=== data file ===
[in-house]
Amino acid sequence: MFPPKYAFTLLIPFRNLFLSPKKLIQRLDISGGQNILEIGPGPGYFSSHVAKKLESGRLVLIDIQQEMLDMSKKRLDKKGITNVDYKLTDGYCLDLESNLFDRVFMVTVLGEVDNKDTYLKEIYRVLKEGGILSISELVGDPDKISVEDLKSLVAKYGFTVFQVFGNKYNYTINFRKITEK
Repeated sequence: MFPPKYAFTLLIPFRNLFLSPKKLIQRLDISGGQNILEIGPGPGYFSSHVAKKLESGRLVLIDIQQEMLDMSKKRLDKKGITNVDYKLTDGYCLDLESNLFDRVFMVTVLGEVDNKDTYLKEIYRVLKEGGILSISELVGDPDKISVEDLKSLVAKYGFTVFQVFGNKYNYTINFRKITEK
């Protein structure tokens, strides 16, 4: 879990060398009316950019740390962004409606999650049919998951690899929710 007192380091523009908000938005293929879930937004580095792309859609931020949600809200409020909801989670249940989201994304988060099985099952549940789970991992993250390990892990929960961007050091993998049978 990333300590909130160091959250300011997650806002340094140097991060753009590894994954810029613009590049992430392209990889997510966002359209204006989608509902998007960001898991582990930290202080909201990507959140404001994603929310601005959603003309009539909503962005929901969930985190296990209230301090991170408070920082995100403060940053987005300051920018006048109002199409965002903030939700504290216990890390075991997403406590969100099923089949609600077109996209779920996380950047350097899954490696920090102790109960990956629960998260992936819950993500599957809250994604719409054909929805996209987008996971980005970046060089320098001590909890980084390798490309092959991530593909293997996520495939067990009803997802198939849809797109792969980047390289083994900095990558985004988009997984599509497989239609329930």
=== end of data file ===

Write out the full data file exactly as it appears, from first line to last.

[in-house]
Amino acid sequence: MFPPKYAFTLLIPFRNLFLSPKKLIQRLDISGGQNILEIGPGPGYFSSHVAKKLESGRLVLIDIQQEMLDMSKKRLDKKGITNVDYKLTDGYCLDLESNLFDRVFMVTVLGEVDNKDTYLKEIYRVLKEGGILSISELVGDPDKISVEDLKSLVAKYGFTVFQVFGNKYNYTINFRKITEK
Repeated sequence: MFPPKYAFTLLIPFRNLFLSPKKLIQRLDISGGQNILEIGPGPGYFSSHVAKKLESGRLVLIDIQQEMLDMSKKRLDKKGITNVDYKLTDGYCLDLESNLFDRVFMVTVLGEVDNKDTYLKEIYRVLKEGGILSISELVGDPDKISVEDLKSLVAKYGFTVFQVFGNKYNYTINFRKITEK
């Protein structure tokens, strides 16, 4: 879990060398009316950019740390962004409606999650049919998951690899929710 007192380091523009908000938005293929879930937004580095792309859609931020949600809200409020909801989670249940989201994304988060099985099952549940789970991992993250390990892990929960961007050091993998049978 990333300590909130160091959250300011997650806002340094140097991060753009590894994954810029613009590049992430392209990889997510966002359209204006989608509902998007960001898991582990930290202080909201990507959140404001994603929310601005959603003309009539909503962005929901969930985190296990209230301090991170408070920082995100403060940053987005300051920018006048109002199409965002903030939700504290216990890390075991997403406590969100099923089949609600077109996209779920996380950047350097899954490696920090102790109960990956629960998260992936819950993500599957809250994604719409054909929805996209987008996971980005970046060089320098001590909890980084390798490309092959991530593909293997996520495939067990009803997802198939849809797109792969980047390289083994900095990558985004988009997984599509497989239609329930």